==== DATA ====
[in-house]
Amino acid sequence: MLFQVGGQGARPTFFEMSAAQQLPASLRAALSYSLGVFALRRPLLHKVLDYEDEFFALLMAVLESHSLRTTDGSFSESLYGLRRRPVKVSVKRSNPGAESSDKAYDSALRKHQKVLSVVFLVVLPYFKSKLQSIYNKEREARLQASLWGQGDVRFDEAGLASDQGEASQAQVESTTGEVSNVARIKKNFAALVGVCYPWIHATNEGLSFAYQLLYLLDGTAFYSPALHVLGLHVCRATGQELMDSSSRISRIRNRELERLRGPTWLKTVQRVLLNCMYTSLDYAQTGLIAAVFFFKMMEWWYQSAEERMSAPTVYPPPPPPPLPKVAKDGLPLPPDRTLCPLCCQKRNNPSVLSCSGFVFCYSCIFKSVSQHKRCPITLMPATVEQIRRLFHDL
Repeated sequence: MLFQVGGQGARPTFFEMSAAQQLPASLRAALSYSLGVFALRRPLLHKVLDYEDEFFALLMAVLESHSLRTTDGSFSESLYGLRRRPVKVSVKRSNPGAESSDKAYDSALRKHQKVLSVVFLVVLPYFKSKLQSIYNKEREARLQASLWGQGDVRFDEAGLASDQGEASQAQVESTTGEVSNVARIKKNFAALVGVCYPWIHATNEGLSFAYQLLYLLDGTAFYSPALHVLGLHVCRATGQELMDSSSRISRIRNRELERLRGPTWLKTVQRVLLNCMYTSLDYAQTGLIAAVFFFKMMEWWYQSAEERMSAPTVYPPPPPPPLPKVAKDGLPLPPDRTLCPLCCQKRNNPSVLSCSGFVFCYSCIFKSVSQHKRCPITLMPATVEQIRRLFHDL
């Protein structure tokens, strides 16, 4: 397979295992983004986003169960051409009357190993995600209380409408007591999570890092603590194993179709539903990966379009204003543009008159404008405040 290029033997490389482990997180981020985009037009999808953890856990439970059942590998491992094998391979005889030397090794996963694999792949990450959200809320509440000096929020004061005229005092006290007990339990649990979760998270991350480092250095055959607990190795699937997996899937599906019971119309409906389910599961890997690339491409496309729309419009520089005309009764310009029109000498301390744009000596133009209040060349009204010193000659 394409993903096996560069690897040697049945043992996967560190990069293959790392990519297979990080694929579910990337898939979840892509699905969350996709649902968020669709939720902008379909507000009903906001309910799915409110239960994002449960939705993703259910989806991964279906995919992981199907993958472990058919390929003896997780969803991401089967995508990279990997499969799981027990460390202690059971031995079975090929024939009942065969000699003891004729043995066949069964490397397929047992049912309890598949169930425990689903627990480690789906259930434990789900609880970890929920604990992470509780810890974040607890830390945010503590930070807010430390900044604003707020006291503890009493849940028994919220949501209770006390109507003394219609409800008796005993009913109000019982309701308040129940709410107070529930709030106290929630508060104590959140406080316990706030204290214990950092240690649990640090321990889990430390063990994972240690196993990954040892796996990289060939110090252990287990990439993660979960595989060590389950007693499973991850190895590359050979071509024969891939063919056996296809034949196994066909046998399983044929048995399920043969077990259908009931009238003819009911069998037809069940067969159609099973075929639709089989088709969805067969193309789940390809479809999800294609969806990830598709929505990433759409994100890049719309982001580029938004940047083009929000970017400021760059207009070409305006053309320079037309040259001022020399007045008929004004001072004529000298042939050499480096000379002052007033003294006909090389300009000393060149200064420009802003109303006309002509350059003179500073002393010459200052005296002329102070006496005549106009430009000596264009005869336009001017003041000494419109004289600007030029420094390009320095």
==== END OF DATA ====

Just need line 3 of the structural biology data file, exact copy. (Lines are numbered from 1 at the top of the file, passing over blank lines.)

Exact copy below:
Repeated sequence: MLFQVGGQGARPTFFEMSAAQQLPASLRAALSYSLGVFALRRPLLHKVLDYEDEFFALLMAVLESHSLRTTDGSFSESLYGLRRRPVKVSVKRSNPGAESSDKAYDSALRKHQKVLSVVFLVVLPYFKSKLQSIYNKEREARLQASLWGQGDVRFDEAGLASDQGEASQAQVESTTGEVSNVARIKKNFAALVGVCYPWIHATNEGLSFAYQLLYLLDGTAFYSPALHVLGLHVCRATGQELMDSSSRISRIRNRELERLRGPTWLKTVQRVLLNCMYTSLDYAQTGLIAAVFFFKMMEWWYQSAEERMSAPTVYPPPPPPPLPKVAKDGLPLPPDRTLCPLCCQKRNNPSVLSCSGFVFCYSCIFKSVSQHKRCPITLMPATVEQIRRLFHDL